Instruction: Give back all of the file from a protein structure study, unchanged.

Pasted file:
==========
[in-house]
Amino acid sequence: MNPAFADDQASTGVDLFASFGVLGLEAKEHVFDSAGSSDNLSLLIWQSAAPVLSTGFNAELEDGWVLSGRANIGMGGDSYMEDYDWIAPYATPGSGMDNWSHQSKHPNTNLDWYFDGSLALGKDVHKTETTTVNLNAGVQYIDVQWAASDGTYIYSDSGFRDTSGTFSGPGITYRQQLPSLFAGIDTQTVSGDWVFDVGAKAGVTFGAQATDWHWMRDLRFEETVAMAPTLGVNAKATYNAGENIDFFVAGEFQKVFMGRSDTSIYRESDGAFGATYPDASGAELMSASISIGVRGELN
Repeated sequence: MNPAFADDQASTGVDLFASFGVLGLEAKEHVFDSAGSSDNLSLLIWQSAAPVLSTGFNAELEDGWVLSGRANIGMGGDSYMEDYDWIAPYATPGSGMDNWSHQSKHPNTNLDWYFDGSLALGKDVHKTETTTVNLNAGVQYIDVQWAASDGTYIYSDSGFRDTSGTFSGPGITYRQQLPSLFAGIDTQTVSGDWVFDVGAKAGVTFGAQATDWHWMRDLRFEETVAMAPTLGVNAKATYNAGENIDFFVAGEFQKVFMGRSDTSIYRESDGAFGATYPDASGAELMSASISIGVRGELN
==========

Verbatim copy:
[in-house]
Amino acid sequence: MNPAFADDQASTGVDLFASFGVLGLEAKEHVFDSAGSSDNLSLLIWQSAAPVLSTGFNAELEDGWVLSGRANIGMGGDSYMEDYDWIAPYATPGSGMDNWSHQSKHPNTNLDWYFDGSLALGKDVHKTETTTVNLNAGVQYIDVQWAASDGTYIYSDSGFRDTSGTFSGPGITYRQQLPSLFAGIDTQTVSGDWVFDVGAKAGVTFGAQATDWHWMRDLRFEETVAMAPTLGVNAKATYNAGENIDFFVAGEFQKVFMGRSDTSIYRESDGAFGATYPDASGAELMSASISIGVRGELN
Repeated sequence: MNPAFADDQASTGVDLFASFGVLGLEAKEHVFDSAGSSDNLSLLIWQSAAPVLSTGFNAELEDGWVLSGRANIGMGGDSYMEDYDWIAPYATPGSGMDNWSHQSKHPNTNLDWYFDGSLALGKDVHKTETTTVNLNAGVQYIDVQWAASDGTYIYSDSGFRDTSGTFSGPGITYRQQLPSLFAGIDTQTVSGDWVFDVGAKAGVTFGAQATDWHWMRDLRFEETVAMAPTLGVNAKATYNAGENIDFFVAGEFQKVFMGRSDTSIYRESDGAFGATYPDASGAELMSASISIGVRGELN